Monday, February 15, 2021

The Heart

"God does not see as a mortal, who sees the appearance. The LORD looks into the heart" (1 Samuel 16:7). 

One of my Dad's favorite television shows was a British comedy known as "Keeping Up Appearances." The show centered on the antics of Hyacinth, a character who clumsily tries to do everything possible to appear to be civilized, cultured, and a person of high status. This usually resulted in Hyacinth falling incredibly short of putting on a show and revealing her true status of low rank instead. 

Spend any time on any social media platform and it is easy to see that many of us do all that we can to "keep up" with the Kardashians, Joneses, and/or whatever society deems to be in fashion. 

In a Gospel from last week, Jesus told the Pharisees that His disciples disregard traditional practices of washing and considering certain foods unclean because God cares more about our hearts than He does our outward practices and appearances (Mark 71:13).

How often do we hold onto practices to keep up appearances? While there is something to be said about the effectiveness of "fake it until you make it", it would be well worth our time to consider why we do certain things and uproot those behaviors that don't align with our true purposes.  

As people and institutions, how often do we do things without knowing why? How often do we cling to traditions only to betray our hearts? 

Busyness is worn as a badge of honor. But, are we busy doing things that would bring us and others new life and closer to God?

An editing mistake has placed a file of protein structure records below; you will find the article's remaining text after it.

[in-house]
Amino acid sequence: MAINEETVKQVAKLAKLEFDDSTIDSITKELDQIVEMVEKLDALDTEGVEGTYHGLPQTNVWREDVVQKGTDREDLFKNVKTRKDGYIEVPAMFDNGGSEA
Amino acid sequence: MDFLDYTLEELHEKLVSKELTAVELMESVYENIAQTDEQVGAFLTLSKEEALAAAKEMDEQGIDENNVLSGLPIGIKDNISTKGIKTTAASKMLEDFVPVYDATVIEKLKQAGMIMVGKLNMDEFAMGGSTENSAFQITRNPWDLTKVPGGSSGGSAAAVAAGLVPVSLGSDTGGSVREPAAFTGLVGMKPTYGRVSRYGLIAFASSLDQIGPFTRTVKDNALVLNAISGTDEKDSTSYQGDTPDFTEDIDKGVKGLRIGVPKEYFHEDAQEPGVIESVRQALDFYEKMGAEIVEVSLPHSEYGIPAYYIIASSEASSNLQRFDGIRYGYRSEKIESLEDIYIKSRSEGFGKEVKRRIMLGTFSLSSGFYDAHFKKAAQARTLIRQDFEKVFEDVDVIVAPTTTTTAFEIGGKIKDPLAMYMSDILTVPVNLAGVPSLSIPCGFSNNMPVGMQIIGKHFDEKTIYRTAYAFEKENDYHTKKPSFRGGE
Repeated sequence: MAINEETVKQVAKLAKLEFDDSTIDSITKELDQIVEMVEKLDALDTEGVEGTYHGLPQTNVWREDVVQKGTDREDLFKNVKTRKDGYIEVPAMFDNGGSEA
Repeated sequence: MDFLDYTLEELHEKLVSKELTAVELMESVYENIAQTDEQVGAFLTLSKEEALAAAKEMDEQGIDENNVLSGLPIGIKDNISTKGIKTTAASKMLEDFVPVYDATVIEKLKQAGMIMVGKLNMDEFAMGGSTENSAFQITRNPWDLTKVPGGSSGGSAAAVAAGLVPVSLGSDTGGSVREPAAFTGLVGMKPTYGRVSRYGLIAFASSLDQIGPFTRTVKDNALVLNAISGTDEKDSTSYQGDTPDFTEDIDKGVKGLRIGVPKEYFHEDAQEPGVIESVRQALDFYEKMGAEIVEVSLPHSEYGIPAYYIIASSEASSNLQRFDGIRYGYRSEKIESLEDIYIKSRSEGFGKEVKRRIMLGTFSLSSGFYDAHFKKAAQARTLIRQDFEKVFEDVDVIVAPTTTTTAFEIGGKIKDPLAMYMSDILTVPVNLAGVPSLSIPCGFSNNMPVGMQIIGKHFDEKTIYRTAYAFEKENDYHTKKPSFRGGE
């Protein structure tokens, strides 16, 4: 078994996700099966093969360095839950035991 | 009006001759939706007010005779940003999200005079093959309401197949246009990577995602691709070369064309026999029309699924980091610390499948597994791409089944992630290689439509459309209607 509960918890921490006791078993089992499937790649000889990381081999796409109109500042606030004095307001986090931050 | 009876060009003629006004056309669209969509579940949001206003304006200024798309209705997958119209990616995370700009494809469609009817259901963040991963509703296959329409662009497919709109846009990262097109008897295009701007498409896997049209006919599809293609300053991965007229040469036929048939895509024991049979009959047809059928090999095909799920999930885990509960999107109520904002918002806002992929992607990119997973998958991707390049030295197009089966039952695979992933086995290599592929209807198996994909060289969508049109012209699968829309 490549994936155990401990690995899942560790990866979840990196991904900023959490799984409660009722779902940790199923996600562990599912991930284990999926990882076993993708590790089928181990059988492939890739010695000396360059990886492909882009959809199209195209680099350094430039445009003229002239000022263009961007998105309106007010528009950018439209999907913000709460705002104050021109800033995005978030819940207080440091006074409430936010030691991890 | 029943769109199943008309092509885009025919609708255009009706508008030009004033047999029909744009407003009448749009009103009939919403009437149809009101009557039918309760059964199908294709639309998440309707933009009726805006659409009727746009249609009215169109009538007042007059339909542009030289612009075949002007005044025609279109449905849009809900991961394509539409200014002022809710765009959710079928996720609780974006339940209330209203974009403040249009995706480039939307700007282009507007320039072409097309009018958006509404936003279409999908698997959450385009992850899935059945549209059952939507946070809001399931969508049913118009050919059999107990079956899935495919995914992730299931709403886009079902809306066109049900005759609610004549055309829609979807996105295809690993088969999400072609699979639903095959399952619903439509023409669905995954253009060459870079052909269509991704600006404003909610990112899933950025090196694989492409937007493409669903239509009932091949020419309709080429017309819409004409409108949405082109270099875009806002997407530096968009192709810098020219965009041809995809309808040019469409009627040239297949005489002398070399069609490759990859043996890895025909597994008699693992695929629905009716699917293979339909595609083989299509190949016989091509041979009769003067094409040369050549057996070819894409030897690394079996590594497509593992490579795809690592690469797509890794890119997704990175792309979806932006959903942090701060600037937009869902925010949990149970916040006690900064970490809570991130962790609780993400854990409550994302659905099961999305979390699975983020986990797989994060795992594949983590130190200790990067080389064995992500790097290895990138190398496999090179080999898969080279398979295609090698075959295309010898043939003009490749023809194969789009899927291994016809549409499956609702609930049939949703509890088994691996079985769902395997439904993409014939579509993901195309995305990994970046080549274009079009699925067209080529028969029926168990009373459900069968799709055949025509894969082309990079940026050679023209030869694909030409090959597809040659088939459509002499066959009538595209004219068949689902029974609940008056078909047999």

The accumulation of material wealth is sold and bought to us on what is practically a continuous basis. But, nothing that we own will last and we can't take any of it with us. Where our treasure is, according to Jesus, is where our hearts are (Matthew 6:19-21). 

In Catholic schools, how often do we cling to the traditions of stringent admissions policies, punitive discipline, and traditional grading, despite the call of our Church to a preferential option for the poor and vulnerable:
This Sacred Council of the Church earnestly entreats pastors and all the faithful to spare no sacrifice in helping Catholic schools fulfill their function in a continually more perfect way, and especially in caring for the needs of those who are poor in the goods of this world or who are deprived of the assistance and affection of a family or who are strangers to the gift of Faith. (Second Vatican Council, 1965, #9)

and the latest research and more Gospel-centered approaches to character formation and learning? We often say that Catholic schools are like "families" yet still hold onto a business and factory-line model of education. 

Do our budgets reflect our beliefs? Can we say that our pursuit of the latest technology and athletic accomplishments are done in the service of the Spirit? 

Jesus warns against this keeping up with appearances. He encourages us to guard against disregarding "God's commandment to cling to human tradition" (Mark 7:8). 

Instead, we must look to our hearts. We must look to our beliefs about Jesus and teaching and learning and formation and live from them. These beliefs are what must inspire the actions within our Catholic schools and our lives. 

Sr. Helen Prejean famously said, "I watch what I do to see what I really believe.

And when we allow ourselves to see what our actions truly unveil about what we believe, may we have the courage - which comes from the Latin cor meaning heart - to more closely align ourselves and our schools with God's best plan for both.

For that, aligning our hearts and beliefs and therefore our actions to God's heart, is the heart of the matter.